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The grudge (to say the least) of Philipp Lenard against Einstein is well-known. But he also held a grudge against the Curies. For instance at the book The Man Who Stalked Einstein, by Birgit Ertl-Wagner, Bernd C. Wagner, and Bruce Hillman, there is this passage: “[…] Lenard was responsible for providing the foundation from which Roentgen's and the Curies' research had sprung. Then he had looked on from the sidelines as each of those who had followed and benefited from his discoveries had been selected [as Nobel prize winners] before him.” Besides, Lenard's book Great Men in Science, A History of Scientific Progress doesn't include the Curies.

So, my question is: in which way was Lenard's work important for the Curies?

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There is an indirect connection between the works of Lenard and the Curies. This link is exactly the work of Röntgen and the influence it had. Let me expand on this a bit.

Lenard was unhappy that the public attributed the discovery of X-rays entirely to Röntgen. He believed that he should also be acknowledged, because Röntgen's discoveries were made by Crookes–Hittorf tube and Lenard tubes. After the war, during an interview made by an American colonel, V. Etter (who was a medical doctor, and would later a professor of radiology), Lenard said the following:

"I am the mother of X-rays, Just as the mid-wife is not responsible for the mechanism of birth, so was Röntgen not responsible for the discovery of X-rays since all the groundwork had been prepared by me. Without me, the name of Röntgen would be unknown today." (See, Etter, L. E. (1946) Some historical data relating to the discovery of the Roentgen rays. Am. J. Roent. Radium Ther. 56,220-231.)

The discovery of X-rays directly influenced the research of Becquerel and the Curies. Indeed, Becquerel was in the audience, when Poincaré (after getting a letter from Röntgen) gave an enthusiastic talk in 1896 at the Académie des Sciences in Paris about the discoveries of X-rays. Influenced by this talk, Becquerel wondered whether there was any connection between the X-ray images on photographic plates and the phenomena of fluorescence and phosphorescence that he was studying. The rest we know: He designed an experiment. He was exposing fluorescing material to the sun, and then placing it and a metal object over an unexposed photographic plate. This didn't really work. However, while doing this experiment during a rainy day, he wrapped a fluorescing uranium compound (potassium uranyl sulfate) in a black cloth along with a photographic plate and a copper Maltese cross - and put it in a drawer. Several days later, when removing the plate from the drawer, he discovered to his surprise that a distinct image of the cross appeared on the plate (despite it had never been exposed to sunlight). The image resembled Röntgen's X-ray images, and the radiation seemed to have the penetrating power of X-rays. The enthusiastic Becquerel wanted to know whether this was X-ray (turned out not to be), and which other materials could emit such radiation. His young student, Marie Sklodowska Curie decided to look into these "uranium rays" as a possible field of research for a thesis. And there followed a period of intense research into radioactivity by her and her husband Pierre Curie.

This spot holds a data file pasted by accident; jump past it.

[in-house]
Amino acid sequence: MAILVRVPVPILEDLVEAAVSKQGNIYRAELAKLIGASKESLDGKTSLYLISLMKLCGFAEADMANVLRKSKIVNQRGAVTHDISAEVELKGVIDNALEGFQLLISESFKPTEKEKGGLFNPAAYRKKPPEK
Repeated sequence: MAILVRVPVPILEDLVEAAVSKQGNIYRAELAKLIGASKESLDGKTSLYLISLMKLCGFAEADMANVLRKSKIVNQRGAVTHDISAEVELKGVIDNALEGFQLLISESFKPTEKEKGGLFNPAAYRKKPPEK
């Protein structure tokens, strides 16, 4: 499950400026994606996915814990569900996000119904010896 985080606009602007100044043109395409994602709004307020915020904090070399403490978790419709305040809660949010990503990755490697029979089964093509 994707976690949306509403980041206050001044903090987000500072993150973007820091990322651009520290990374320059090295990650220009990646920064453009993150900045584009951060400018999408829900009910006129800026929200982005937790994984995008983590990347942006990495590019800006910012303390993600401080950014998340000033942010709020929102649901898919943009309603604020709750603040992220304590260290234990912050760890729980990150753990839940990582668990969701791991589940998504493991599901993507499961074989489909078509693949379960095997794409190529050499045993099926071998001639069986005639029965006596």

Thus, there was a clear line of influence Röntgen-Becquerel-the Curies with superb research results (with all of these people acknowledging each other). Lenard believed that he should be in this line, as his results directly influenced Röntgen. (Personal note: Lenard was acknowledged and was regarded as a great scientist, but his ego couldn't tolerate that others, like Röntgen and the Curies, got even more fame.)

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